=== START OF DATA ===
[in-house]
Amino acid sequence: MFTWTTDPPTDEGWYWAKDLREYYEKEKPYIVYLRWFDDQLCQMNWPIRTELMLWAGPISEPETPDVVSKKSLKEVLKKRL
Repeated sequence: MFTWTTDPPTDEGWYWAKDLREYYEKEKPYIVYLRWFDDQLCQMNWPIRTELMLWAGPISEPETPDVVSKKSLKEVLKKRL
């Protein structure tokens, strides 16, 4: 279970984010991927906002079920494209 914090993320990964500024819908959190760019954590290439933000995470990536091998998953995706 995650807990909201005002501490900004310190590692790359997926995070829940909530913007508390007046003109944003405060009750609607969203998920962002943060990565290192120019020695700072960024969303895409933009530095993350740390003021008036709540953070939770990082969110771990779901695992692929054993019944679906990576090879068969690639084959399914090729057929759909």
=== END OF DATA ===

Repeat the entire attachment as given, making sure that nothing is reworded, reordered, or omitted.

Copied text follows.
[in-house]
Amino acid sequence: MFTWTTDPPTDEGWYWAKDLREYYEKEKPYIVYLRWFDDQLCQMNWPIRTELMLWAGPISEPETPDVVSKKSLKEVLKKRL
Repeated sequence: MFTWTTDPPTDEGWYWAKDLREYYEKEKPYIVYLRWFDDQLCQMNWPIRTELMLWAGPISEPETPDVVSKKSLKEVLKKRL
């Protein structure tokens, strides 16, 4: 279970984010991927906002079920494209 914090993320990964500024819908959190760019954590290439933000995470990536091998998953995706 995650807990909201005002501490900004310190590692790359997926995070829940909530913007508390007046003109944003405060009750609607969203998920962002943060990565290192120019020695700072960024969303895409933009530095993350740390003021008036709540953070939770990082969110771990779901695992692929054993019944679906990576090879068969690639084959399914090729057929759909």